Just a Theory

By David E. Wheeler

Posts about Benchmarks

Benchmarking PostgreSQL Functions

Update 2006-05-19: I realized that there was a nasty error in my algorithm for determining the runtime of a function: It was only fetching the milliseconds part of the runtime, without adding in seconds and minutes! This led to getting negative runtimes then the milliseconds part of the end time was less than the milliseconds part of the start time. Ugh. But with the help of yain on IRC, I’ve switched to calculating the number of seconds by converting the start and end times to epoch seconds (which have subsecond precision in PostgreSQL, and now things are just dandy. While I was at it, I reorganized the function so that it was a bit easier to read, by constructing the created function in the order it would be executed, and fixed the caching problem, as suggested by Aidan in a comment below.

Following yesterday’s post, Klint Gore sent me some PL/pgSQL code that might be useable as a benchmark function. Today I took that code and ran with it.

The idea was to create a function like the Perl Benchmark module’s timethese() function. In the process, I found, with help from Josh Berkus, that PL/pgSQL’s EXECUTE statement has quite a lot of overhead, and the amount of overhead per call is pretty random. The overhead resulted in pretty inaccurate benchmark numbers, unfortunately.

At Josh’s suggestion, I rewrote the function to just test each function inline, rather than passing the function code as parameters. This time, the results were dead on. So then I refactored the original benchmark function to create its own benchmark function, inlining all of the code, and then call that function. Almost higher order PL/pgSQL! Again the results were just right, and so now I present it to you:

create type _benchmark as (
    code      text,
    runtime   real,
    corrected real
);

CREATE OR REPLACE FUNCTION benchmark(n INTEGER, funcs TEXT[])
RETURNS SETOF _benchmark AS $$
DECLARE
    code TEXT := '';
    a    _benchmark;
BEGIN
    -- Start building the custom benchmarking function.
    code := $_$
        CREATE OR REPLACE FUNCTION _bench(n INTEGER)
        RETURNS SETOF _benchmark AS $__$
        DECLARE
            s TIMESTAMP;
            e TIMESTAMP;
            a RECORD;
            d numeric;
            res numeric;
            ret _benchmark;
        BEGIN
            -- Create control.
            s := timeofday();
            FOR a IN SELECT TRUE FROM generate_series( 1, $_$ || n || $_$ )
            LOOP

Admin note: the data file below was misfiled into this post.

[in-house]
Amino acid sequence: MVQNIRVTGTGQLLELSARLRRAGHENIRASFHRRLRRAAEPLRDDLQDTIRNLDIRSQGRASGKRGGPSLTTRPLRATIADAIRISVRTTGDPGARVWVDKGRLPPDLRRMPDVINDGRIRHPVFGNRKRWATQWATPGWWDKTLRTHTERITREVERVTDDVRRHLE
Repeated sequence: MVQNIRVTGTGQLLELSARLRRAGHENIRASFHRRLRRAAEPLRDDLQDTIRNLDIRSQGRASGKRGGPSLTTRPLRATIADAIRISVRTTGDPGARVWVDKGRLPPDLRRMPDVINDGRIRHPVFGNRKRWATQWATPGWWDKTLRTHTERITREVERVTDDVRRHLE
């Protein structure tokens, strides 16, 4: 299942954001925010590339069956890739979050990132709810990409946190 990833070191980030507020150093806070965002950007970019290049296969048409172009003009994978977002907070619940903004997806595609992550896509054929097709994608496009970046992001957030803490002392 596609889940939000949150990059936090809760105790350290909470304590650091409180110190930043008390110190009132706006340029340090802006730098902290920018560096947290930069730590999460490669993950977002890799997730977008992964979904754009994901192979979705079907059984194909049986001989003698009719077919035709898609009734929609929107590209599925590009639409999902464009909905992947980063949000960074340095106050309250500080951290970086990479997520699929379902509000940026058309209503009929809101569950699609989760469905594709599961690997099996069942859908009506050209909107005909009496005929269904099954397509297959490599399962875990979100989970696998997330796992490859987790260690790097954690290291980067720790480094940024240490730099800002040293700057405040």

END LOOP;
            e := timeofday();
            d := extract(epoch from e) - extract(epoch from s);
            ret := ROW( '[Control]', d, 0 );
            RETURN NEXT ret;
$_$;
    -- Append the code to bench each function call.
    FOR i IN array_lower(funcs,1) .. array_upper(funcs, 1) LOOP
        code := code || '
            s := timeofday();
            FOR a IN SELECT ' || funcs[i] || ' FROM generate_series( 1, '
                || n || $__$ ) LOOP
            END LOOP;
            e := timeofday();
            res := extract(epoch from e) - extract(epoch from s);
            ret := ROW(
                $__$ || quote_literal(funcs[i]) || $__$,
                res,
                res - d
            );
            RETURN NEXT ret;
$__$;
    END LOOP;

    -- Create the function.
    execute code || $_$
        END;
        $__$ language plpgsql;
$_$;

    -- Now execute the function.
    FOR a IN EXECUTE 'SELECT * FROM _bench(' || n || ')' LOOP
        RETURN NEXT a;
    END LOOP;

    -- Drop the function.
    DROP FUNCTION _bench(integer);
    RETURN;
END;
$$ language 'plpgsql';

You call the function like this:

try=# select * from benchmark(10000, ARRAY[
try(#     'ean_substr(''036000291452'')',
try(#     'ean_byte(''036000291452'')',
try(#     'ean_c(''036000291452'')'
try(# ]);
            code            | runtime   | corrected 
----------------------------+-----------+-----------
    [Control]                  | 0.0237451 |          0
    ean_substr('036000291452') |  0.497734 |   0.473989
    ean_byte(  '036000291452') |  0.394456 |   0.370711
    ean_c(     '036000291452') | 0.0277281 | 0.00398302
(4 rows)

Pretty slick, eh? The only downside was that, when the DROP FUNCTION line was not commented out, the function would run once, and then, the next time, I’d get this error:

ERROR:  cache lookup failed for function 17323
CONTEXT:  PL/pgSQL function "benchmark" line 49 at for over select rows

I have no idea why. So I just leave the function and let the CREATE OR REPLACE take care of it.

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